There has been a rise in jobs that advertise working from home compared with before the Covid pandemic.
According to bbc news:
Prior to the pandemic, 1% of recruitment firm Reed's job vacancies advertised remote working, but this rose to 5% in 2021.
Many office workers shifted to flexible working during coronavirus lockdowns.
Reed said applications for jobs with remote working shot up, and outpaced the number of vacancies.
But the number of flexible working adverts peaked at the beginning of the year, Reed said.
Jobs advertising "dynamic" or "hybrid" working - that is, where people work from home some of the time - also increased at the start of the pandemic, as did applications for them.
Since then, the percentage of jobs advertising hybrid working has dropped from 9.2% in January to 5.6% in July.
Reed said that this could indicate that employers have not fully embraced flexible working as a permanent feature.
But it could be that dynamic working has now become more widely accepted, and companies may not advertise it, just telling people about it at interview.
The recruiter also said there have been lots of adverts for roles where people need to be working "in person" in recent months as lockdown restrictions ease in industries such as retail, transport and logistics, as well as health and medicine sectors.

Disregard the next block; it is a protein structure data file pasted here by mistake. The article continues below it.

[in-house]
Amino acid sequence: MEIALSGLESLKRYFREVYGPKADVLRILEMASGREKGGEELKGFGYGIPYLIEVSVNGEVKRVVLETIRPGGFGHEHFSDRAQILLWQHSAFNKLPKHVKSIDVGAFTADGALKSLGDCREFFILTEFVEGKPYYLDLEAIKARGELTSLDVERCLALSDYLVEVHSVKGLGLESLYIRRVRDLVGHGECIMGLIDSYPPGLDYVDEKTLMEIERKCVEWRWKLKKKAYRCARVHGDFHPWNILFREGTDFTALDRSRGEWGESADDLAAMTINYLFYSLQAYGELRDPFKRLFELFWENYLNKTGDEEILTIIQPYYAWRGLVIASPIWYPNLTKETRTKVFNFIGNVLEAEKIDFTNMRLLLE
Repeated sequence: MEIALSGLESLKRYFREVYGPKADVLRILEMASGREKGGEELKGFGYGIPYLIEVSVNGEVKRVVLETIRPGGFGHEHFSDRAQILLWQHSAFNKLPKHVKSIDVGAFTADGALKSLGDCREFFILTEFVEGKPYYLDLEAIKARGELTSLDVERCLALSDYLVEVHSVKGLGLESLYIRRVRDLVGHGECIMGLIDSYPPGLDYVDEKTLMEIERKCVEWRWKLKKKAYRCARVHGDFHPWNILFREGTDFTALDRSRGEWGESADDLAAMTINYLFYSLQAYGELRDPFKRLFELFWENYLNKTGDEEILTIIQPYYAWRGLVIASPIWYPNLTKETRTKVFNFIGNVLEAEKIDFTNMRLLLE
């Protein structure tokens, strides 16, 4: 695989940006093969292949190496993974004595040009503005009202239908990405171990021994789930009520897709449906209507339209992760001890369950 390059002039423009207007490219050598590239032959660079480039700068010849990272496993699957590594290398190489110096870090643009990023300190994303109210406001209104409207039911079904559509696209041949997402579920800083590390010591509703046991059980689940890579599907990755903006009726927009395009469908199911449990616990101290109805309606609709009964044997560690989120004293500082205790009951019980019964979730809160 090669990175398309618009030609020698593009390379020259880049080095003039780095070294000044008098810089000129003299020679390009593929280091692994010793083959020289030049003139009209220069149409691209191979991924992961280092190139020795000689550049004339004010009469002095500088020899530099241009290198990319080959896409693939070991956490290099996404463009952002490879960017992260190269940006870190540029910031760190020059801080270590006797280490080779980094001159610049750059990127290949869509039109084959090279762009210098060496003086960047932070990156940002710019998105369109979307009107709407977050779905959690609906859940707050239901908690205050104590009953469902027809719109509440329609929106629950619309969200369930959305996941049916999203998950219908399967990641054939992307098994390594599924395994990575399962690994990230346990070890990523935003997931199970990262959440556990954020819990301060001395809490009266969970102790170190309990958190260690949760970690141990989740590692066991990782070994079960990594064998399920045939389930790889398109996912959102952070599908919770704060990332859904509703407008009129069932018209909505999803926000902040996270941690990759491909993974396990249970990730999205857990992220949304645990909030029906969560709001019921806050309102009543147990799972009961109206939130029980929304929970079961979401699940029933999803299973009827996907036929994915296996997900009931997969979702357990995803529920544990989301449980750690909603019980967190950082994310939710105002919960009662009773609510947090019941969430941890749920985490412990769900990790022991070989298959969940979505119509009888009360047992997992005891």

Chris Adcock, managing director of Reed Technology, said: "During the pandemic we were forced into home working, and everyone got a bit of a taste for it, and really understood the benefit it could have in their lives.
"We've seen people are twice as likely to apply for a job if it's advertised as remote," he said.
The push for home working is largely coming from younger workers, he added, although "water cooler moments" at the office benefit people's careers.
His remarks echo those of Chancellor Rishi Sunak, who last week told LinkedIn News he doubted he would have done as well if he had started his working life virtually.
The pros and cons of working from home and returning to the office has been a hot topic as the UK emerges from the pandemic.
Early in June, Apple staff launched a campaign to push back against CEO Tim Cook's plans to bring all employees back into the office by early September.
Reed competitor CV-Library, an independent jobs board, has said the number of roles offering remote working rose between March and July in 2021, compared to 2020.
"Working from home is here to stay and jobseekers are starting to expect flexible working as the norm," said its managing director Matthew Moore.
"If companies want to attract and retain top talent, they need to get on board or will risk losing out on the best candidates on the market."
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